Vol. 32, Issue 2 - Spring 2009
WWS Launches New Center for International Security Studies
In addition, CISS will support research, conferences, and special workshops on international security issues, as well as provide logistical and academic support for existing projects at the School. The center will host up to two postdoctoral researchers each academic year investigating global security problems.
“The Center for International Security Studies will help to provide our students with increased knowledge of and specialization in grand strategy and national security issues, particularly as the U.S. deals with such challenges as the rise of Asia and the ongoing economic crisis,” said Ikenberry. “The study of grand strategy – how states mobilize and pursue policies in the face of international threats and opportunities – is especially important in today’s interconnected and globalizing world.”
“The new center will support the community of scholars atThe School and at Princeton who are examining the security challenges we face today, as well as tomorrow,” commented Friedberg. “We hope CISS will serve as a vehicle for outreach and cooperation with other institutions studying these issues, from the military service academies in the U.S. to our peer institutions abroad. And we hope to attract the world’s leading scholars to the center to increase our collective knowledge for the benefit of our students.”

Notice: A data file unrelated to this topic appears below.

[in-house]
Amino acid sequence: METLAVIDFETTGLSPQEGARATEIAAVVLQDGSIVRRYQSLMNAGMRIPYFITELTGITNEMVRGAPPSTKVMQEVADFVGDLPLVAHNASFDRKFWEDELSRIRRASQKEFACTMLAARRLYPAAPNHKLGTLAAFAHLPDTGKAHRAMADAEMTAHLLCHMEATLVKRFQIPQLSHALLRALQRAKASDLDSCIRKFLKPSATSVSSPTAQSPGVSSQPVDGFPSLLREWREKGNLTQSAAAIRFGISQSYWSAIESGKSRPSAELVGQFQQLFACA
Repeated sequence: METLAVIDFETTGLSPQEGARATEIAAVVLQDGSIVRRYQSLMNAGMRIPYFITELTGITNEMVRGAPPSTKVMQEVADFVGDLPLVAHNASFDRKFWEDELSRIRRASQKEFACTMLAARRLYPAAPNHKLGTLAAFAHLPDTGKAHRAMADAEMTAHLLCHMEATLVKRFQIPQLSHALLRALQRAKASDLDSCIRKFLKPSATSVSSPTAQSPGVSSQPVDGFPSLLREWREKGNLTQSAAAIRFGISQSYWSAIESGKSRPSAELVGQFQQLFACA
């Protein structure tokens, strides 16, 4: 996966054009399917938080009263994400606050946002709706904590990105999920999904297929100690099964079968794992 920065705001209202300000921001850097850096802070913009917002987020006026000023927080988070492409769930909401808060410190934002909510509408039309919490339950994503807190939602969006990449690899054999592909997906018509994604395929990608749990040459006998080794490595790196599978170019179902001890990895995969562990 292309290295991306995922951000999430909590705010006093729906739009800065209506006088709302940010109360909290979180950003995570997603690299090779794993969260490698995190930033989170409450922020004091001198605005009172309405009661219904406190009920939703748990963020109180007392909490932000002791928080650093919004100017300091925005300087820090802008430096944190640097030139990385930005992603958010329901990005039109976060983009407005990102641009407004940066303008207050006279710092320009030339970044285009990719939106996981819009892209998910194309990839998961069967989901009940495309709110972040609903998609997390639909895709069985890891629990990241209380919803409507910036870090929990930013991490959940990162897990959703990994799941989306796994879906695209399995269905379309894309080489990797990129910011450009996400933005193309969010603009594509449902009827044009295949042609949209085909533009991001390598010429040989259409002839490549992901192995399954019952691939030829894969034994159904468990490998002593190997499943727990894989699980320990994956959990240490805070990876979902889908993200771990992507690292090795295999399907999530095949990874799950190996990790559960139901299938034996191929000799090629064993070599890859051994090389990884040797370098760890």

The launch conference, titled “International Security in a New Era of Crisis,” kicked off on Thursday, April 30 with a keynote speech by renowned grand strategist and Cold War historian John Lewis Gaddis, the Robert A. Lovett Professor of History at Yale University. The conference also included a high-level panel addressing “American Grand Strategy and the Obama Administration,” featuring the participation of Peter Beinart of the Council on Foreign Relations; Jakub Grygiel, Johns Hopkins University; and Barry Posen of the Massachusetts Institute of Technology. Woodrow Wilson School Professor of Politics and International Affairs Thomas Christensen, a former Deputy Assistant Secretary of State for East Asian and Pacific Affairs, will serve as the panel’s respondent. Professor Ikenberry chaired the panel. A second panel of experts examined the topic “The Global Financial Crisis and American National Security”, featuring the participation of Daniel Drezner, Tufts University; Jonathan Kirshner of Cornell University; and James Shinn Ph.D. ’73, a former Assistant Secretary of Defense for Asian and Pacific Security Affairs and a visiting lecturer at the Woodrow Wilson School. The School’s Harold James, a Professor of History and International Affairs, served as the panel’s respondent. Professor Friedberg chaired the panel.